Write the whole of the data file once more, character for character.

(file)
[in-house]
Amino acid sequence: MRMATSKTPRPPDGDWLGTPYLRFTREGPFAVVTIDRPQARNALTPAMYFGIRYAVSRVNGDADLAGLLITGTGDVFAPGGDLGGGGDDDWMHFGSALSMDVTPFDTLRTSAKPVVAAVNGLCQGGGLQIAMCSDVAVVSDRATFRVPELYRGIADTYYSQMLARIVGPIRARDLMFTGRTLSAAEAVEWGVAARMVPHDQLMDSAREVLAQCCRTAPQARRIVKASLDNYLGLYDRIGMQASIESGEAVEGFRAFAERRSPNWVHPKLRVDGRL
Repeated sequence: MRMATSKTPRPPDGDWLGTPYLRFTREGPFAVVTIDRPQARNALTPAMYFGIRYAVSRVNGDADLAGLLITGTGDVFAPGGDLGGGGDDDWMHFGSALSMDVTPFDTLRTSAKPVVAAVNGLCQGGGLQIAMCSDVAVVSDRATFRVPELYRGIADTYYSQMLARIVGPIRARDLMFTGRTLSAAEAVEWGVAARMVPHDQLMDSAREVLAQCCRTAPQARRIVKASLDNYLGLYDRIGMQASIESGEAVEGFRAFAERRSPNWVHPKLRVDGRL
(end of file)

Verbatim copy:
[in-house]
Amino acid sequence: MRMATSKTPRPPDGDWLGTPYLRFTREGPFAVVTIDRPQARNALTPAMYFGIRYAVSRVNGDADLAGLLITGTGDVFAPGGDLGGGGDDDWMHFGSALSMDVTPFDTLRTSAKPVVAAVNGLCQGGGLQIAMCSDVAVVSDRATFRVPELYRGIADTYYSQMLARIVGPIRARDLMFTGRTLSAAEAVEWGVAARMVPHDQLMDSAREVLAQCCRTAPQARRIVKASLDNYLGLYDRIGMQASIESGEAVEGFRAFAERRSPNWVHPKLRVDGRL
Repeated sequence: MRMATSKTPRPPDGDWLGTPYLRFTREGPFAVVTIDRPQARNALTPAMYFGIRYAVSRVNGDADLAGLLITGTGDVFAPGGDLGGGGDDDWMHFGSALSMDVTPFDTLRTSAKPVVAAVNGLCQGGGLQIAMCSDVAVVSDRATFRVPELYRGIADTYYSQMLARIVGPIRARDLMFTGRTLSAAEAVEWGVAARMVPHDQLMDSAREVLAQCCRTAPQARRIVKASLDNYLGLYDRIGMQASIESGEAVEGFRAFAERRSPNWVHPKLRVDGRL